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Red and Gold and Green: Niners Vegan Fare Makes a Dent 

Tuesday, Aug 19 2014

The debut of the Bay Area's newest football palace with a soccer game was no home run.

Incensed attendees of this month's inaugural Levi's Stadium matchup between the San Jose Earthquakes and Seattle Sounders of Major League Soccer took to the internet to decry the nascent ballpark's Cairo-like auto traffic, Tokyo-like train crowds, and Santa Clara-like location.

The transit nightmare was only marginally improved by Sunday's National Football League opener between the 49ers and Denver Broncos. Thousands of fans left early during a 34-0 drubbing of the home side, leaving logistical questions unanswered.

Consistent with the stadium's concatenation of infrastructure Snafus, fans have complained of interminable food lines for astonishingly priced fare — and diners blocking the flow by standing and eating in the new stadium's cavernous walkways. Also noted were the sparse queues for vegan fare in an arena that claimed to be the most vegan-friendly in all North America.

But, for the Niners, the performance of its vegan offerings has been the silver lining to Levi's Stadium's flawed rollout.

In that inaugural soccer match, only one food purchase out of every 20 — 5 percent — was of the vegan variety. But, says Diana Evans, the communications manager of catering giant Centerplate, the team was only anticipating one of every 50 food sales to go vegan (2 percent). So, she says, 5 percent is a success. And, befitting a vegetable, it figures to grow.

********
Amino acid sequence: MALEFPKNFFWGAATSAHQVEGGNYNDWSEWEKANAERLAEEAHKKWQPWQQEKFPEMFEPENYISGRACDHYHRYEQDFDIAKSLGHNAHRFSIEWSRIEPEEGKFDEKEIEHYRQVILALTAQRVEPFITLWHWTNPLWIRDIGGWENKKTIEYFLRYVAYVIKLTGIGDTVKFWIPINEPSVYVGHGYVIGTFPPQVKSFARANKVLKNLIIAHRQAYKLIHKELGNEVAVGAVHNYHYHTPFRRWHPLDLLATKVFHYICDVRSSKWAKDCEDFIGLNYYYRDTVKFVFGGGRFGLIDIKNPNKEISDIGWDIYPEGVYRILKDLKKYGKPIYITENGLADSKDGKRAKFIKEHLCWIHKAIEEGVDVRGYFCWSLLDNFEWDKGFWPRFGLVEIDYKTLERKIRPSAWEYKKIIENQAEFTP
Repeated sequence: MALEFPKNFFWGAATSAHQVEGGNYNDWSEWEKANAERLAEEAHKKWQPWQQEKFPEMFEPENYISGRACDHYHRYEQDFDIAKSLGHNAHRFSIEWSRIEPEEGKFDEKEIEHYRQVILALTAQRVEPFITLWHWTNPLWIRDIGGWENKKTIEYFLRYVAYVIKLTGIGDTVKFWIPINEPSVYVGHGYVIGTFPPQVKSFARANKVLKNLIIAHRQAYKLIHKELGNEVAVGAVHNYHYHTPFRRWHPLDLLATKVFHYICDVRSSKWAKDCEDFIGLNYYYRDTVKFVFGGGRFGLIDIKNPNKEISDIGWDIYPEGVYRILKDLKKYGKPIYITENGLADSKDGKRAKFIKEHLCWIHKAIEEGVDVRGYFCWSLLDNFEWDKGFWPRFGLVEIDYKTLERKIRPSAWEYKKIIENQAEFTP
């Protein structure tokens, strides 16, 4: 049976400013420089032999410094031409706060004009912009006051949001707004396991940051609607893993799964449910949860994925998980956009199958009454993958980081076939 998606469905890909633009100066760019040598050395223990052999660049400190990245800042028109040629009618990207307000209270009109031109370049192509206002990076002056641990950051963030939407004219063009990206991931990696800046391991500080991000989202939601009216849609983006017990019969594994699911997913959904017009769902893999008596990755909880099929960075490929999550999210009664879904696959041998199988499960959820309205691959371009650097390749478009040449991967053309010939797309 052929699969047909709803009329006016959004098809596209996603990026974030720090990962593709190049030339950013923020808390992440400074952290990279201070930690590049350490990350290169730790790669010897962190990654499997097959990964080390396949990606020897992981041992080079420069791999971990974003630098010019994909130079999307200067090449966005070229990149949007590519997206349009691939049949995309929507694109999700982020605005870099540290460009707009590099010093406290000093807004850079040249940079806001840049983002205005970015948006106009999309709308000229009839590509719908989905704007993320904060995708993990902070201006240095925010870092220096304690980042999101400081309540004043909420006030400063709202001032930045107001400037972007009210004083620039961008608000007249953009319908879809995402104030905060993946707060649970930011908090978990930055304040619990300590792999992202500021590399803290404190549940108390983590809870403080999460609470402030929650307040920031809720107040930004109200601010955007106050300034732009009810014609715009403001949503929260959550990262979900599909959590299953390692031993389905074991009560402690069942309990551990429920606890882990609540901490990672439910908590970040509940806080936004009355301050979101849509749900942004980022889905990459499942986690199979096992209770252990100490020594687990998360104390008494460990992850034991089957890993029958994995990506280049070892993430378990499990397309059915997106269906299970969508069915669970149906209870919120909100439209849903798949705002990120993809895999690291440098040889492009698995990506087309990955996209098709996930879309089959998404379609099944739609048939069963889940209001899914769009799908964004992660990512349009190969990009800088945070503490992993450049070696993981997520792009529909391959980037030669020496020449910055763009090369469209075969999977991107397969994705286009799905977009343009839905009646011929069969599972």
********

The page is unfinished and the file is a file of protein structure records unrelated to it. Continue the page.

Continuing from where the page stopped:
Food sales for Sunday's contest haven't yet been tabulated (and the team, unlike McDonald's, declines to quantify the exact number of items it sells). But proportional sales were, purportedly, similar. And football attendees may, counterintuitively, be more receptive to vegan fare than soccer attendees. MLS crowds, Evans says, tend to be more family-centric, leading to sales of stuff you'd share with your spouse and 2.5 children: ice cream, candies, and the like. Football crowds, she continues, tend to focus on the brats and the beer. After enough beers, the origin of the brat may not matter — especially if the vegan concession lines are shorter.

Finally, confirming a conservative talking point, at Levi's Stadium you can be rendered a vegan without even knowing it. The garlic fries are, technically, a vegan offering. But they're tasty enough that nobody thought to market them that way.


About The Author

Joe Eskenazi

Joe Eskenazi

Joe Eskenazi was born in San Francisco, raised in the Bay Area, and attended U.C. Berkeley. He never left. "Your humble narrator" is a staff writer and columnist for SF Weekly, which he has written for since 2007. He resides in the Excelsior with his wife, 4.3 miles from his birthplace and 5,474 from hers... more


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